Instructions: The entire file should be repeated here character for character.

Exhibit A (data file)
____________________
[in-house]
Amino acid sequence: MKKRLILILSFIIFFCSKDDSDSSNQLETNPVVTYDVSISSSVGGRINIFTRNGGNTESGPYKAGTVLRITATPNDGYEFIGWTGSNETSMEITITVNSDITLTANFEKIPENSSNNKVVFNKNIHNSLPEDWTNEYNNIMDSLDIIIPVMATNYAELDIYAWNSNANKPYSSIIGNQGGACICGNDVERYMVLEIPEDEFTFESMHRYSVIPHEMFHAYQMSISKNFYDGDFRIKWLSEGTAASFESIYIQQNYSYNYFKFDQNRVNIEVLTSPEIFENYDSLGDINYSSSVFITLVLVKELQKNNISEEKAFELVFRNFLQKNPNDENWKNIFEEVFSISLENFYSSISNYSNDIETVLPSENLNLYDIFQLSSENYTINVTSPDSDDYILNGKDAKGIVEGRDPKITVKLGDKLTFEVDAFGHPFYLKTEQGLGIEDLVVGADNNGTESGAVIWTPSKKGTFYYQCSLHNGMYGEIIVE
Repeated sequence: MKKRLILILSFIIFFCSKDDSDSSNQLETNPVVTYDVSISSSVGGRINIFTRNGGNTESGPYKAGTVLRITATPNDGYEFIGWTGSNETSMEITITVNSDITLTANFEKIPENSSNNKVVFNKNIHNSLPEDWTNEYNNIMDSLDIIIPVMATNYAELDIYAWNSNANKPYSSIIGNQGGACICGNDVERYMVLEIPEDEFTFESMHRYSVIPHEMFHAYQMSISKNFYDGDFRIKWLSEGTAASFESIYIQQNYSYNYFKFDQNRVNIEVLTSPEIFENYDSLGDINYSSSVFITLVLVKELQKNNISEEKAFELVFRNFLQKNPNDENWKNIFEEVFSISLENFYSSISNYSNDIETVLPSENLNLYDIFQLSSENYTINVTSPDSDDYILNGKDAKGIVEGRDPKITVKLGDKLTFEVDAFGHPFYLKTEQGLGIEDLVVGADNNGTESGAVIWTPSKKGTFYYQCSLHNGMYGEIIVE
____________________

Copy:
[in-house]
Amino acid sequence: MKKRLILILSFIIFFCSKDDSDSSNQLETNPVVTYDVSISSSVGGRINIFTRNGGNTESGPYKAGTVLRITATPNDGYEFIGWTGSNETSMEITITVNSDITLTANFEKIPENSSNNKVVFNKNIHNSLPEDWTNEYNNIMDSLDIIIPVMATNYAELDIYAWNSNANKPYSSIIGNQGGACICGNDVERYMVLEIPEDEFTFESMHRYSVIPHEMFHAYQMSISKNFYDGDFRIKWLSEGTAASFESIYIQQNYSYNYFKFDQNRVNIEVLTSPEIFENYDSLGDINYSSSVFITLVLVKELQKNNISEEKAFELVFRNFLQKNPNDENWKNIFEEVFSISLENFYSSISNYSNDIETVLPSENLNLYDIFQLSSENYTINVTSPDSDDYILNGKDAKGIVEGRDPKITVKLGDKLTFEVDAFGHPFYLKTEQGLGIEDLVVGADNNGTESGAVIWTPSKKGTFYYQCSLHNGMYGEIIVE
Repeated sequence: MKKRLILILSFIIFFCSKDDSDSSNQLETNPVVTYDVSISSSVGGRINIFTRNGGNTESGPYKAGTVLRITATPNDGYEFIGWTGSNETSMEITITVNSDITLTANFEKIPENSSNNKVVFNKNIHNSLPEDWTNEYNNIMDSLDIIIPVMATNYAELDIYAWNSNANKPYSSIIGNQGGACICGNDVERYMVLEIPEDEFTFESMHRYSVIPHEMFHAYQMSISKNFYDGDFRIKWLSEGTAASFESIYIQQNYSYNYFKFDQNRVNIEVLTSPEIFENYDSLGDINYSSSVFITLVLVKELQKNNISEEKAFELVFRNFLQKNPNDENWKNIFEEVFSISLENFYSSISNYSNDIETVLPSENLNLYDIFQLSSENYTINVTSPDSDDYILNGKDAKGIVEGRDPKITVKLGDKLTFEVDAFGHPFYLKTEQGLGIEDLVVGADNNGTESGAVIWTPSKKGTFYYQCSLHNGMYGEIIVE